Workers say the meeting represents a milestone in building a member-led democratic union, telling WIA that “When VSEA talks to our bosses it needs to be members who do the talking,” adding that “the discussion then needs to be shared as soon as possible with rank-and-file members so that they can see what is being discussed in their name and members can evaluate for themselves what is important. We believe VSEA member leaders need to be making key decisions, especially when the topic is a subject of bargaining.”
Photo caption: VSEA Legislative Committee member John Howe delivers petition, condemning Johnson/Sweaney letter to Speaker Smith.
More Than 400 To Attend Tonight’s VSEA Chittenden Chapter’s "Night With The Lake Monsters" Event
Weather permitting (fingers crossed), more than 400 VSEA members and their families will be attending tonight’s Chittenden Chapter “Night with the Lake Monsters” event in Burlington. This is the best turnout ever for the event.
Chapter President Kara Haynes always opens the event up to VSEA members from across the state, and she says she’s thrilled that this year nearly half those coming are from outside the Chittenden region. Haynes adds that she wants the event to allow VSEA members from areas outside Chittenden to meet their colleagues from the region and begin building networks and relationships to foster increased solidarity.
Way to go Chittenden Chapter!
A reminder that VSEA members (going to the game, or not) are invited to stop by a barbeque the Chapter is conducting in the VDH Lab parking lot at 195 Colchester Ave., beginning at 5:00 p.m.
VSEA will post pictures from the night soon on Facebook and the union’s website.
VSEA issued the following press release on July 23:
The Vermont State Employees Association (VSEA) recently filed an unfair labor practice (ULP) against the Judiciary Branch for refusing a request by frontline workers to move the date to begin bargaining a successor agreement to early August 2015. The date change is important because frontline workers say the Judiciary’s usual late winter start (anywhere from December to February) hamstrings them in bargaining because management has already submitted its yearly funding request to lawmakers. All other VSEA Bargaining Teams will begin bargaining in early August.
In its ULP, VSEA General Counsel Tim Belcher writes, “Because prior [Judiciary] negotiations have always commenced after the Court Administrator has already submitted the Judiciary Department’s funding requests to the General Assembly, the VSEA has never been able to engage in meaningful collective bargaining over wages and other financial terms and conditions of employment, and has instead been forced to accept whatever terms are negotiated into the collective bargaining agreements covering employees of the executive branch of government.”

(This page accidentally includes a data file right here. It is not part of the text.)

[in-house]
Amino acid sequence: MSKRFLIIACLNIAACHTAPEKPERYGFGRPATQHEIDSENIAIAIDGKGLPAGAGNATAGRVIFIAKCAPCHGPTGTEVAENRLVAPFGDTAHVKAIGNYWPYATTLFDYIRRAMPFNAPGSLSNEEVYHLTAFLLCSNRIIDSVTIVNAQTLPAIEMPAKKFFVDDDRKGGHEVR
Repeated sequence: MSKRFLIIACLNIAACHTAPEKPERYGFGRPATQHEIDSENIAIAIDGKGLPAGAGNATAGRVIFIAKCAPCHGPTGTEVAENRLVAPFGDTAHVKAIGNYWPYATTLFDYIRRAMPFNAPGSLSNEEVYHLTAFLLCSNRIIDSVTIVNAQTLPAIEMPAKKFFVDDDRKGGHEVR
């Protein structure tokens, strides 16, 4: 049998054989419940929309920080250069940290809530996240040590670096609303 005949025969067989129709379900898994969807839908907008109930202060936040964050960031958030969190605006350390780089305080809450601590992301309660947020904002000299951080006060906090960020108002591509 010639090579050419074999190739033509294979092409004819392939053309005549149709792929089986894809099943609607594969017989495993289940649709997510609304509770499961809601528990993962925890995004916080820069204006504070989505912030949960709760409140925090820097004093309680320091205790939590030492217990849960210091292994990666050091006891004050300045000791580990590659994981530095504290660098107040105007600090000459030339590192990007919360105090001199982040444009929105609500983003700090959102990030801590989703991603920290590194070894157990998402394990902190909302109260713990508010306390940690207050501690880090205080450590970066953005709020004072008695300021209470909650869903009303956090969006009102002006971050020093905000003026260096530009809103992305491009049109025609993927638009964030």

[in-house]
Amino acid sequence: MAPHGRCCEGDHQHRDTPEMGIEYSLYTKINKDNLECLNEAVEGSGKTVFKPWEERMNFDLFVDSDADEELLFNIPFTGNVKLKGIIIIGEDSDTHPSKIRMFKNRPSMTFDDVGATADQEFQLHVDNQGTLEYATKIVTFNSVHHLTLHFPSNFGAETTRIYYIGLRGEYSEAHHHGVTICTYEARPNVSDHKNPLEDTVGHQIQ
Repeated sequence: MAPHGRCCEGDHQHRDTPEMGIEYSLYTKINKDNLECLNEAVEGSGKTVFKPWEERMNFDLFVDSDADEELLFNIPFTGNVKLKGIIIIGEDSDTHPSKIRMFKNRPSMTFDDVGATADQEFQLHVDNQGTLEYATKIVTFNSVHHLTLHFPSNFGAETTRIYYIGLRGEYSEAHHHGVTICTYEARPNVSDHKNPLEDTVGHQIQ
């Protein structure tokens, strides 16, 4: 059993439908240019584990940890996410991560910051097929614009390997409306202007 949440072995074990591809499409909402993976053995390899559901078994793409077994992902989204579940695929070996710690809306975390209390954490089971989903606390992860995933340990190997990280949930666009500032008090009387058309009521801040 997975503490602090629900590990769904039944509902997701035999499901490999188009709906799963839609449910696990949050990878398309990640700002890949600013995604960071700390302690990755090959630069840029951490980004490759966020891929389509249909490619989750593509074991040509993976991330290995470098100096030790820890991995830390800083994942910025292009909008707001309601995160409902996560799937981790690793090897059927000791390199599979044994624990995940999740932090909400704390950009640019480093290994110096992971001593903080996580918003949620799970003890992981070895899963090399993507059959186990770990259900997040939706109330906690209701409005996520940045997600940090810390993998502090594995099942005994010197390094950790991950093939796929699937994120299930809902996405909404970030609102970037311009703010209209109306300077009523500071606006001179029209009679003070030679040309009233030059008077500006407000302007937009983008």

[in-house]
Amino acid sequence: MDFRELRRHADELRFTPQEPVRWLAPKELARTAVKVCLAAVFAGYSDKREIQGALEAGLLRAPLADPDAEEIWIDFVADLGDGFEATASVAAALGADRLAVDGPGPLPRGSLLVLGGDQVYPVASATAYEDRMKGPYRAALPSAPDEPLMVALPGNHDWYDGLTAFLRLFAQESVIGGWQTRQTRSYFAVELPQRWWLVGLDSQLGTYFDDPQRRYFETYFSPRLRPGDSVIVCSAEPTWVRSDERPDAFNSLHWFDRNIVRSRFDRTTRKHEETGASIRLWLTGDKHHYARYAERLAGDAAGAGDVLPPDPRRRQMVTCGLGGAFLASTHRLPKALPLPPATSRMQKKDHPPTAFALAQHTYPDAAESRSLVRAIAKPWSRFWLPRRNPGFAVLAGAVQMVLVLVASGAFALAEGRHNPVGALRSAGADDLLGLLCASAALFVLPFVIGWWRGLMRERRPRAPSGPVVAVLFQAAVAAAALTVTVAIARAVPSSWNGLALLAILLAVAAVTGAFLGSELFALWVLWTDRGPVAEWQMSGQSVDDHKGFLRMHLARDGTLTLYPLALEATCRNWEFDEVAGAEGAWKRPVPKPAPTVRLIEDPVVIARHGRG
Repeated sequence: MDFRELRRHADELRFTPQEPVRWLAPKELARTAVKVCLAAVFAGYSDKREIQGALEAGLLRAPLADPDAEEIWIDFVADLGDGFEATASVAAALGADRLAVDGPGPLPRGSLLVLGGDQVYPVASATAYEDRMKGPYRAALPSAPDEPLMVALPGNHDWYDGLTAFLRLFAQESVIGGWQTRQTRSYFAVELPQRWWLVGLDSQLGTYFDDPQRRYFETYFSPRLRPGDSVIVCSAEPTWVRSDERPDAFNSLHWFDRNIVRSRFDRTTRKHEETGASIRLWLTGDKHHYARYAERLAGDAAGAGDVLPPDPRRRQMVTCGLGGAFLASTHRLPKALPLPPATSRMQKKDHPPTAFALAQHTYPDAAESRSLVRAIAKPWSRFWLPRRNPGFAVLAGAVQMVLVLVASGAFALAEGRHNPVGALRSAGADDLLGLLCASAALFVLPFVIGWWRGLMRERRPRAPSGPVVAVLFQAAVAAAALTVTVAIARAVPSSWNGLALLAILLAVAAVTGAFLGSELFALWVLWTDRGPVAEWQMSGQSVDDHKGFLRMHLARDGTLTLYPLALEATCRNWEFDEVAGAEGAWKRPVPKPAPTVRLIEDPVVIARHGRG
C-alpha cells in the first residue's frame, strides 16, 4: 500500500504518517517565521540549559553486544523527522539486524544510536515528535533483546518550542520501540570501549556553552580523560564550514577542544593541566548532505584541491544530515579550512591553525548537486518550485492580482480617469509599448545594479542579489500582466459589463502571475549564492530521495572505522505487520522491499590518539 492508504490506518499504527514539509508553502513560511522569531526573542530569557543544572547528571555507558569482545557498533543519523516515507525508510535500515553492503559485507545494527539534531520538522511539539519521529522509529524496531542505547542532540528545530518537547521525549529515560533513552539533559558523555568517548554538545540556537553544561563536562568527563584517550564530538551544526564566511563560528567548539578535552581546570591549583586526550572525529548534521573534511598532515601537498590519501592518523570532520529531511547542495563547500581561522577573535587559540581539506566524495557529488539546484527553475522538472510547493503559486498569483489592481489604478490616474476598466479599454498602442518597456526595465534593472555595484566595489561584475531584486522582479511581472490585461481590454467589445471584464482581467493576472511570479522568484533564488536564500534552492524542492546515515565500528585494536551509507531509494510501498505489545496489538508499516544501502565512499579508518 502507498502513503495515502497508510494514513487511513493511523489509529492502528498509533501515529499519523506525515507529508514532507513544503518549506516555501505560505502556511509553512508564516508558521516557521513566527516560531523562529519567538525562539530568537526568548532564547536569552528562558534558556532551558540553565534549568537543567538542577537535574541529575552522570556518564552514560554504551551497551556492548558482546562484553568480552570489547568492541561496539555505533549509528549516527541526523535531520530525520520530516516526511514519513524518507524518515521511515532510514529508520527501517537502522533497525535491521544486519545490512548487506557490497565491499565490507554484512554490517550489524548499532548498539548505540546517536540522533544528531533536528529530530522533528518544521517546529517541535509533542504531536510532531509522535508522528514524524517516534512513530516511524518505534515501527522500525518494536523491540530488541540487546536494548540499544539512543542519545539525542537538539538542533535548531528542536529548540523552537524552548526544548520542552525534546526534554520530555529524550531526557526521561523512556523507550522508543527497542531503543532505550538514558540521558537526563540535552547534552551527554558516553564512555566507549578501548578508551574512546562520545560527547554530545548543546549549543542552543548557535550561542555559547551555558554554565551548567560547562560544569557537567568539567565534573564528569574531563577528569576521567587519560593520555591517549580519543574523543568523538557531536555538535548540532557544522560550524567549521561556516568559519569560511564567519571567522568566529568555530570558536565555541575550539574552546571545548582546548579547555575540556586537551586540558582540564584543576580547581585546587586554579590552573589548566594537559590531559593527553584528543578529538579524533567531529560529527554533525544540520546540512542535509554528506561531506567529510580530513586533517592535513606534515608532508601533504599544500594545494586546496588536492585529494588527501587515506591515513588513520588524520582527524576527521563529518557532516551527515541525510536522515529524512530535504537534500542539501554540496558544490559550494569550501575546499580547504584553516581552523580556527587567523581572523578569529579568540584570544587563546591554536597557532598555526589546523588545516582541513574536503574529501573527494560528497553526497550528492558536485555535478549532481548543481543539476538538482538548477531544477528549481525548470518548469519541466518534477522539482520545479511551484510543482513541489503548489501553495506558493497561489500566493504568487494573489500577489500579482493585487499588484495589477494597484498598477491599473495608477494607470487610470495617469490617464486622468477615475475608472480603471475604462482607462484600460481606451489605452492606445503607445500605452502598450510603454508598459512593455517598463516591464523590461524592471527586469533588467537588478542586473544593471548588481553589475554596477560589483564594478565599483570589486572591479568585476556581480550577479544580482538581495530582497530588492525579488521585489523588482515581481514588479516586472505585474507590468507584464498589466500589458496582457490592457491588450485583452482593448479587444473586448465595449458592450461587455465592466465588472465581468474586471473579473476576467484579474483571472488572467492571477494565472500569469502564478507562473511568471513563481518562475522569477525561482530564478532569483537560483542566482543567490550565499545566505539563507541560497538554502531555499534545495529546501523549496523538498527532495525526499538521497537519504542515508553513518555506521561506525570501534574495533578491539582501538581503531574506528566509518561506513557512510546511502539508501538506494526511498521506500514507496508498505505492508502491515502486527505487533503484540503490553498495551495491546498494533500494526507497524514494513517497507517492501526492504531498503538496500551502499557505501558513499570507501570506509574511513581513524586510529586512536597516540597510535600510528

As justification for the workers’ right to request a date switch, the ULP cites language contained in the Judicial Employees Labor Relations Act, which reads:
3 VSA §1036 (c)
The Act further provides as follows:
(e) An agreement shall terminate at the expiration of its specified term. Upon request of either party, negotiations for a new agreement to take effect upon the expiration of the preceding agreement shall be commenced at any time during the year preceding the expiration date of the agreement. Negotiation may be commenced at any time before that time with the consent of both parties.
VSEA’s ULP concludes:
“By refusing to commence negotiations during the year preceding expiration of the current agreement at the time requested by the union, and by insisting that negotiations commence after the Court Administrator has already submitted requests for funds to the General Assembly to be included in the budget to take effect July 1, 2016, the Respondent Judiciary Department has violated its duty to bargain upon request “at any time during the year preceding the expiration date of the agreement;” failed to bargain in good faith; and thereby interfered, restrained, and coerced employees in the exercise of rights protected by 3 VSA §1012, all in violation of 3 VSA §§1026(1) and (5), as well as 3 VSEA § 1036(e).
“To be on equal footing, our Judiciary workers deserve to be at the table right from the start in August, which is why VSEA is filing this ULP on their behalf,” said VSEA President Shelley Martin. “We hope our action will cause the Court Administrator to have to come to the table in early August.”
VSEA is now waiting on a hearing date at the Vermont Labor Relations Board.
Treasurer Sends Letters To 949 State Employees Who Are Eligible For Retirement Incentive
Here’s the press release issued by the Treasurer’s Office:
“A retirement incentive program passed in the recently concluded Vermont State legislative session will give 300 executive branch employees the opportunity to retire this year and receive as much as $15,000 in cash. The State Treasurer’s Office today mailed letters and program applications to eligible employees.
The program was proposed as a way to reduce both the State’s labor costs and the need to lay-off employees to address a multi-million dollar budget deficit. The Vermont State Employees Association, Treasurer’s office and the Administration worked together to craft a plan that would secure general fund savings and protect the financial integrity of the pension plan.
‘I am pleased that we could work together to come up with a program that benefits employees and helps address current budget deficit concerns,’ said State Treasurer Beth Pearce. ‘However, while the program does reduce labor costs in the short-term, to realize the full measure of the savings, the State must address long-term workforce issues.’